The Chicago White Sox stood pat on the trade deadline, trusting that the current roster can take it home. Well, after the series in Minneapolis, that might have been a mistake as the bullpen appears to be taxed as the club makes their way for a four-game series in Kansas City.
Josh and Jim recap the lack of activity at the trade deadline, the Twins series, and preview the upcoming series at Kansas City. They also remember Tom Seaver’s years with the White Sox after news of his passing at the age of 75.
Chiming in late as I just listened to this episode. Back in the 70s, Tom Seaver was The Guy on the mound. Aspirational kids imitated his pitching motion and realized that his legs must be immensely strong to drive like that pitch after pitch. Your mom’s annoyance at the dirt on your knee paled in comparison to the soreness in your butt from throwing like that.
Aside from his stamina, what was amazing was how precise he was. JR Richard or Nolan Ryan might throw a little harder, but Seaver’s fastball ranked with the best in the game AND he had Madduxian command.
Even with the Reds in his mid-30s, he appeared to have no weaknesses, throwing a no-hitter the year after the trade and having a stunningly dominant 1981. If not for Fernandomania, he would have won his fourth Cy Young that year.
The next year, he was bad. So bad, the Reds sent him back to the Mets for what looked like the long goodbye. Turns out 1982 was just a blip. Seaver was an effective pitcher in 1983. Not the dominant force of 1981, but solid enough that when Roland Hemond drafted him I was pretty damned excited to have him join Hoyt, Dotson, Bannister, and Burns in the Sox rotation. (Erstwhile Seaver teammate Jerry Koosman got shipped off to Philadelphia for Ron Reed that offseason and was incensed that he wouldn’t have the opportunity to pitch with Seaver again.)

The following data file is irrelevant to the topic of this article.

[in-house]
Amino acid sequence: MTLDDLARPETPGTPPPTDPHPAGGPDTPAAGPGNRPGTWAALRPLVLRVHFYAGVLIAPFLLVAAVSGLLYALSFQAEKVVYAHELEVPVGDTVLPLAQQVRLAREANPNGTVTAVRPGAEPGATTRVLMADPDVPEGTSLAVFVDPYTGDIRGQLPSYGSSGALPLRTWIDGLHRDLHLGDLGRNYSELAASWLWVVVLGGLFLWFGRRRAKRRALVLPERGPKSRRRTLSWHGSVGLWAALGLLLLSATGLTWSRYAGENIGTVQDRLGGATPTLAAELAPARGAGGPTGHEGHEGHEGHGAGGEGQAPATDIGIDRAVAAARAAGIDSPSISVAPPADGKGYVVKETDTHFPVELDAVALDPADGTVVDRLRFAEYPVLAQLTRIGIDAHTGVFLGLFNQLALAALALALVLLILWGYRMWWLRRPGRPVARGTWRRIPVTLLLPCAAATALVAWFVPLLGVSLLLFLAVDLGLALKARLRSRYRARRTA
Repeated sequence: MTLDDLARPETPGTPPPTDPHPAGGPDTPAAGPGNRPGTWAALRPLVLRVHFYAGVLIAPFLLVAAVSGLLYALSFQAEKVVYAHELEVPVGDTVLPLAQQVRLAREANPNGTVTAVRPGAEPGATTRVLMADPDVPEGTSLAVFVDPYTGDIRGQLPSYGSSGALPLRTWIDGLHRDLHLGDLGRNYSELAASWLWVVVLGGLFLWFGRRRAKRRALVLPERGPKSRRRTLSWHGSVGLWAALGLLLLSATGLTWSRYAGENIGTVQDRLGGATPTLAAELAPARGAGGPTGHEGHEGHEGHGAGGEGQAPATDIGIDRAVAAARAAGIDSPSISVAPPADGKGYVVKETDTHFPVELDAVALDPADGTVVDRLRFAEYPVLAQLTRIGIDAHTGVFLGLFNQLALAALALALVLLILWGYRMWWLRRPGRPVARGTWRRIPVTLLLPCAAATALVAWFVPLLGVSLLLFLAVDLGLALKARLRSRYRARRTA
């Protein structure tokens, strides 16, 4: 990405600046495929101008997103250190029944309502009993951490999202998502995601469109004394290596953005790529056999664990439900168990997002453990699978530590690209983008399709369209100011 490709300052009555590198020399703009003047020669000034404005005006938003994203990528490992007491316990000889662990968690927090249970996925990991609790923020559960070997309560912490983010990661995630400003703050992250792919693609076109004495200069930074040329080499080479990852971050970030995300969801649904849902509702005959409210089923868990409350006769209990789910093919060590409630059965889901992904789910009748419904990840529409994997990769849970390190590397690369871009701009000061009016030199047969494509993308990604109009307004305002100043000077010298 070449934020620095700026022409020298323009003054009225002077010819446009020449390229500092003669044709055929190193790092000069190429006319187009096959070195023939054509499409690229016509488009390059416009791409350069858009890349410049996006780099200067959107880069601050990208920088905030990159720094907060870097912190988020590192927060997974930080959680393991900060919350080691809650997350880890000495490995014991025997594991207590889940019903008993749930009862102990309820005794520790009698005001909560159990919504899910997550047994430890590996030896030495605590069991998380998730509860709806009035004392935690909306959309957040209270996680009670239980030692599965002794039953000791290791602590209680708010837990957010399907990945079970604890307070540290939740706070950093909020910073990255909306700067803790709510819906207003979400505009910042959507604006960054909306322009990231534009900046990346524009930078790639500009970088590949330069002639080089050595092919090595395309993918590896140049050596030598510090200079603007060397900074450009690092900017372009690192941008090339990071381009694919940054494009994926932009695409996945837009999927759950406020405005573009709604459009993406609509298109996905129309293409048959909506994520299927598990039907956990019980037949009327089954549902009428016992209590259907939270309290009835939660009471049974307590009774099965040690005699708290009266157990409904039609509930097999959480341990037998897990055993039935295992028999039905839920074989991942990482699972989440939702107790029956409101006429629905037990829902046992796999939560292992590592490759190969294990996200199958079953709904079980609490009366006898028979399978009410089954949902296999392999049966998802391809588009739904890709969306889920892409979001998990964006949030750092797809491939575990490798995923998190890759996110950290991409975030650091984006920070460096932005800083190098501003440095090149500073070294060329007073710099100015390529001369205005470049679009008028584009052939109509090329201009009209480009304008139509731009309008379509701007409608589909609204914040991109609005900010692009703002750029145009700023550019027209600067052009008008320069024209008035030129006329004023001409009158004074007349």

The 84 and 85 Sox were disappointing in many respects. Ron Kittle’s flaws were exposed, but what really hurt was the decline of the pitching staff. Had you told me in March of 1984 that Seaver would be the most effective pitcher on the team the next two years, I would not have believed you. Hoyt and Dotson looked like a dominant tandem at the top of the rotation. But Hoyt came into 1984 heavier (and, we’d later learn, had developed a drig problem.) and I confess I was slightly relieved when he was traded for Guillen the next winter. Dotson hurt his shoulder.
Seaver, though, just kept chugging along. It was surreal to see Mets icon Seaver pitching to Boston icon Fisk in 1985 like they were in their late 20s. These guys already had established their Hall of Fame credentials and were treated like Cooperstown inductees by national sportswriters. Having them as the Sox battery seemed unthinkable five years earlier when Ken Kravec was throwing to Bruce Kimm. Of course Fisk would be the guy to embrace Seaver at the end of the pitcher’s 300th win.
My favorite memory of Seaver in a Sox uniform came during the mostly disappointing 1984 season. The doubleheader caused by the 25-inning curfew-interrupted game ultimately ended by a prototypical Harold Baines GWRBI (yes, that was a statistic kept in the 80s) was the apex of this Hall of Fame battery’s enduring effectiveness. First, Fisk caught all 25 innings of the first game. (Marc Hill started the second game, but Fisk pinch-ran for him and took over behind the plate late in the game.) Seaver picked up the win in the first game and won the second game after pitching into the ninth.
Seaver and Fisk seemed like baseball immortals, defying age in that doubleheader to perform feats men a decade younger could not. It was a thrill to watch certain Hall of Famers play well for the home team in Comiskey Park. It felt like having Walter Johnson pitching to Yogi Berra for my team.